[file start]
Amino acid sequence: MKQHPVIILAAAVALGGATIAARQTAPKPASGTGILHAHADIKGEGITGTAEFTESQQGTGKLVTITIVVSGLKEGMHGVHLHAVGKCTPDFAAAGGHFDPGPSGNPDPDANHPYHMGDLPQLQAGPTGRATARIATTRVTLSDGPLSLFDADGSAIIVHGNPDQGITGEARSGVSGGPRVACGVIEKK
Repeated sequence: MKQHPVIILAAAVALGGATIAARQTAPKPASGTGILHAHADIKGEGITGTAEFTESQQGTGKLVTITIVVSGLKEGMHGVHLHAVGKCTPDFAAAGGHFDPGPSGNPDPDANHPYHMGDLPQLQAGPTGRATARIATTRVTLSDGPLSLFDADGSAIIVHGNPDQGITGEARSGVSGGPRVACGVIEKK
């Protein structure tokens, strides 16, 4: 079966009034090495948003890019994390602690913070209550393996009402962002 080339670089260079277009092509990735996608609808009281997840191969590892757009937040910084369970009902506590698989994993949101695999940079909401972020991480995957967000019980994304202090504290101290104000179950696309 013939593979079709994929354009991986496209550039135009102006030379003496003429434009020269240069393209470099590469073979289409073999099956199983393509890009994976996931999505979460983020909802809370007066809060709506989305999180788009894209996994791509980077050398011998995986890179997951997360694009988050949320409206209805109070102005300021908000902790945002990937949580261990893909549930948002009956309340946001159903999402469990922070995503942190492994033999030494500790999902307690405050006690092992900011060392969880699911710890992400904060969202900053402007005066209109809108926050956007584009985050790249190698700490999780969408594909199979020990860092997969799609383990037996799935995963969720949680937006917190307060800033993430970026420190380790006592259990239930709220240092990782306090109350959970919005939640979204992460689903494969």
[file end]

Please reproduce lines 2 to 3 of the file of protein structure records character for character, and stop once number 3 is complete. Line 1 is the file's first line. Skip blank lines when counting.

Repeated sequence: MKQHPVIILAAAVALGGATIAARQTAPKPASGTGILHAHADIKGEGITGTAEFTESQQGTGKLVTITIVVSGLKEGMHGVHLHAVGKCTPDFAAAGGHFDPGPSGNPDPDANHPYHMGDLPQLQAGPTGRATARIATTRVTLSDGPLSLFDADGSAIIVHGNPDQGITGEARSGVSGGPRVACGVIEKK
């Protein structure tokens, strides 16, 4: 079966009034090495948003890019994390602690913070209550393996009402962002 080339670089260079277009092509990735996608609808009281997840191969590892757009937040910084369970009902506590698989994993949101695999940079909401972020991480995957967000019980994304202090504290101290104000179950696309 013939593979079709994929354009991986496209550039135009102006030379003496003429434009020269240069393209470099590469073979289409073999099956199983393509890009994976996931999505979460983020909802809370007066809060709506989305999180788009894209996994791509980077050398011998995986890179997951997360694009988050949320409206209805109070102005300021908000902790945002990937949580261990893909549930948002009956309340946001159903999402469990922070995503942190492994033999030494500790999902307690405050006690092992900011060392969880699911710890992400904060969202900053402007005066209109809108926050956007584009985050790249190698700490999780969408594909199979020990860092997969799609383990037996799935995963969720949680937006917190307060800033993430970026420190380790006592259990239930709220240092990782306090109350959970919005939640979204992460689903494969």